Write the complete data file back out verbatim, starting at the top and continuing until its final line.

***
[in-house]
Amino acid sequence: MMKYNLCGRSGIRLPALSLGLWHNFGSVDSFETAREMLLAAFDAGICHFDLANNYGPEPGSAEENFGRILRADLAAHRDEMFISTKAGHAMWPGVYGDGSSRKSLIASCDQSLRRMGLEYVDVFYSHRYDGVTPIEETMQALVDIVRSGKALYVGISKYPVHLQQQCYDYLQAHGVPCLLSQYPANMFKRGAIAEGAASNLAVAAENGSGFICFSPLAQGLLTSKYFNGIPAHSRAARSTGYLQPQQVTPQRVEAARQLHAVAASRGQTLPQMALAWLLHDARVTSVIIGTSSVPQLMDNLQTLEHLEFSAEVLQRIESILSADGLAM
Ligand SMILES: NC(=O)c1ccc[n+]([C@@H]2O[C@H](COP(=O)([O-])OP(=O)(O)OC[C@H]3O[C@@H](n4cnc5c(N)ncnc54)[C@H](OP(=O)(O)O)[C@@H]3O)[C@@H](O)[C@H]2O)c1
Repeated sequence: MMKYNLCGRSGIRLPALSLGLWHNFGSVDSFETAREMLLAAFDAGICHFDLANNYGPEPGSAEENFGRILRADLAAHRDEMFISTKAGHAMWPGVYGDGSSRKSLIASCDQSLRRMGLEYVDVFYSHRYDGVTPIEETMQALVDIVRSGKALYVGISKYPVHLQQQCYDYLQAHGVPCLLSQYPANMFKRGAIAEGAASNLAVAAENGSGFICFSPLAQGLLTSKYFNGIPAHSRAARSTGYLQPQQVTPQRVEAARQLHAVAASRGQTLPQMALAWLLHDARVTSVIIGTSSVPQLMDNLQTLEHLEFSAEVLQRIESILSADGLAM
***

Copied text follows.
[in-house]
Amino acid sequence: MMKYNLCGRSGIRLPALSLGLWHNFGSVDSFETAREMLLAAFDAGICHFDLANNYGPEPGSAEENFGRILRADLAAHRDEMFISTKAGHAMWPGVYGDGSSRKSLIASCDQSLRRMGLEYVDVFYSHRYDGVTPIEETMQALVDIVRSGKALYVGISKYPVHLQQQCYDYLQAHGVPCLLSQYPANMFKRGAIAEGAASNLAVAAENGSGFICFSPLAQGLLTSKYFNGIPAHSRAARSTGYLQPQQVTPQRVEAARQLHAVAASRGQTLPQMALAWLLHDARVTSVIIGTSSVPQLMDNLQTLEHLEFSAEVLQRIESILSADGLAM
Ligand SMILES: NC(=O)c1ccc[n+]([C@@H]2O[C@H](COP(=O)([O-])OP(=O)(O)OC[C@H]3O[C@@H](n4cnc5c(N)ncnc54)[C@H](OP(=O)(O)O)[C@@H]3O)[C@@H](O)[C@H]2O)c1
Repeated sequence: MMKYNLCGRSGIRLPALSLGLWHNFGSVDSFETAREMLLAAFDAGICHFDLANNYGPEPGSAEENFGRILRADLAAHRDEMFISTKAGHAMWPGVYGDGSSRKSLIASCDQSLRRMGLEYVDVFYSHRYDGVTPIEETMQALVDIVRSGKALYVGISKYPVHLQQQCYDYLQAHGVPCLLSQYPANMFKRGAIAEGAASNLAVAAENGSGFICFSPLAQGLLTSKYFNGIPAHSRAARSTGYLQPQQVTPQRVEAARQLHAVAASRGQTLPQMALAWLLHDARVTSVIIGTSSVPQLMDNLQTLEHLEFSAEVLQRIESILSADGLAM